Fenney is on her knees pulling out weeds that have sprung up after the April rains. “We've got carrots growing,” she said pointing to a vibrant patch of green springy leaves. “We planted these just before the stay-at-home orders went in place and we're starting to harvest them now.”
In this green oasis in the middle of the city, a plethora of fruits and veggies are sprouting. “Right now what we're focusing on is growing food that we can get out into the community,” Fenney said.
“We're growing collard greens, Swiss chard, lettuce, mustard greens, beets, carrots, a couple of different kinds of kale, lettuce mixes,” she said. There are tomatoes, cucumbers, leaks, eggplants, onions and fennel. The farm also portends a tropical island, ringed with banana trees and fruits such as loquats.
The range of produce is hard to find in South L.A., even when there’s not a pandemic. The area has been labeled a food desert, and community activism efforts over the years have brought small victories, like the opening of a Trader Joe’s, which sells organic produce, near the University of Southern California campus.
During the winter, Community Services Unlimited's mini-farm buzzed with preschoolers, parents and teens, all contributing and learning how to grow food. But since the pandemic, the organization has moved quickly to help families grow food at home.
“What we focus on is showing very simple, affordable methods for growing food in whatever kind of space,” Fenney said, “a patio, a stairwell, a little plot of dirt, anything you have.”
Neelam Sharma, co-executive director of Community Services Unlimited, said the Black Panther Party’s ideas still guide what they do today. Unlike food pantries and churches, Sharma said it is not a social service organization.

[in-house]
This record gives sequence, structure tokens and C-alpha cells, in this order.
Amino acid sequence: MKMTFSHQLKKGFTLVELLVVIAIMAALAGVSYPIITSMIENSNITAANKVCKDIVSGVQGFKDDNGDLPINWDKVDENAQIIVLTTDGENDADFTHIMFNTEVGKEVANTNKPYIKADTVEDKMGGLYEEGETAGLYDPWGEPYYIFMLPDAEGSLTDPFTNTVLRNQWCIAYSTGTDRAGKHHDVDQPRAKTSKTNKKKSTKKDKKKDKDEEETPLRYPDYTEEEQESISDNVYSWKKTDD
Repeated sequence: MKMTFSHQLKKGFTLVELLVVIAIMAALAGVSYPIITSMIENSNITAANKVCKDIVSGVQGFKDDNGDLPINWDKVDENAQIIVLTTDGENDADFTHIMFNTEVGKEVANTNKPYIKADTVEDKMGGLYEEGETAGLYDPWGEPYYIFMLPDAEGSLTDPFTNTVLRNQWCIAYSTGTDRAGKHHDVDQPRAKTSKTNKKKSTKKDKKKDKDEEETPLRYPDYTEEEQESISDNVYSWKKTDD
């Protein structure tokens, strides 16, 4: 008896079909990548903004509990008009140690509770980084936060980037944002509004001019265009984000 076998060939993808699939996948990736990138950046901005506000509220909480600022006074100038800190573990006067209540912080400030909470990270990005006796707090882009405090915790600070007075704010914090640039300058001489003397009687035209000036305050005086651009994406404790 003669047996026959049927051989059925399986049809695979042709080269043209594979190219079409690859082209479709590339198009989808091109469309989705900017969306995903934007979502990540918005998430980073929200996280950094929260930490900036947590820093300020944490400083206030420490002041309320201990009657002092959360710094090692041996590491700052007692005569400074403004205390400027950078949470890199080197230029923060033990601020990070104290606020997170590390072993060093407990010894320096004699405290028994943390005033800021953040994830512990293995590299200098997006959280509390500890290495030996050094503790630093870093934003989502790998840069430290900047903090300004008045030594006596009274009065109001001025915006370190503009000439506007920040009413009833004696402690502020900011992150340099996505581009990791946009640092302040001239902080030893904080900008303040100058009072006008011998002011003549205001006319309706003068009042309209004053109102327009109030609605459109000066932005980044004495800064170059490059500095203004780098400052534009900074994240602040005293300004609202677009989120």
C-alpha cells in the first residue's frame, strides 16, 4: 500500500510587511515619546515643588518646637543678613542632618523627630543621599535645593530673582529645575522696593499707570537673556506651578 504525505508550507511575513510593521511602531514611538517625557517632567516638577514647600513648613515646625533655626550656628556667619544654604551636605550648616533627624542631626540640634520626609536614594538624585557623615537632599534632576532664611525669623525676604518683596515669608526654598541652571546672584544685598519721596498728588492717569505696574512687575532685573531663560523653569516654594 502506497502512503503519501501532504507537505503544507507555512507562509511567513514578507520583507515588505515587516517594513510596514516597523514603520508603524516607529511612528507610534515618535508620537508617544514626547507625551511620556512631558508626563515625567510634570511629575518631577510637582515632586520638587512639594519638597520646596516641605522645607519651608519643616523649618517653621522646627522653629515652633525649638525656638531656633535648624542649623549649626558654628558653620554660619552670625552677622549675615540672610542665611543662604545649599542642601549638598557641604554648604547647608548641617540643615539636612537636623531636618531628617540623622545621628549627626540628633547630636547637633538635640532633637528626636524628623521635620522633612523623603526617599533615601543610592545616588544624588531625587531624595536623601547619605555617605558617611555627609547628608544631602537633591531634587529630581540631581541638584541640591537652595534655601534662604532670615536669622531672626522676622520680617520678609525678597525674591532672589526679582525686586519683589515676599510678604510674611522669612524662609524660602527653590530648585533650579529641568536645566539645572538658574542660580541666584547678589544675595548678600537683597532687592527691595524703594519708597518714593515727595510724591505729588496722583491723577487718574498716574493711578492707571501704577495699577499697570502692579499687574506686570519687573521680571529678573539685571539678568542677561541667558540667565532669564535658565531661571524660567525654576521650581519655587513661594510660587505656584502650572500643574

“Service programs build no resiliency, they build no sustainability in communities,” Sharma said. “They build no skills. They build no jobs. They don't create anything permanent that serves that community.”
When the Black Panthers served free breakfast to children, there was a larger justice-seeking goal, Sharma said. “The survival programs were a way of organizing people, they were a way of really engaging with people and pointing out all the failures in a system that had so much money, but where that money was really failing [to reach] ordinary people in the country.”
Lining up for food handouts day after day and going from a church to a school just to get enough food can be exhausting and humiliating, Sharma said. “There's a deeply problematic power structure in that relationship."
However, hunger is spreading quickly in the South L.A. community and across the state. “Compared with the same period last year, we've seen a nine-times increase in the numbers of people coming to us for assistance with purchasing food,” Sharma said.
Yet here, for a donated bag of food, there’s no lining up — the organization delivers directly to homes in need.
The organization also has an organic market and cafe called the Village Market Place, where they sell their own produce. It’s like a mini-Whole Foods, only the walls are adorned with Black Panther and Brown Beret posters. The store and cafe had to close when the stay-at-home orders were issued, but they now take orders over the phone and make same-day deliveries with groceries and produce.
To help meet the growing demand, they purchase organic produce from small farms across Southern California.
The Village Market Place gives families on CalFresh half off the sticker price as part of the philosophy of allowing low-cost options for all families who want organic produce. Those who can afford it help subsidize those who can’t.
It’s another small way of bringing dignity to the hungry and equity to the food system.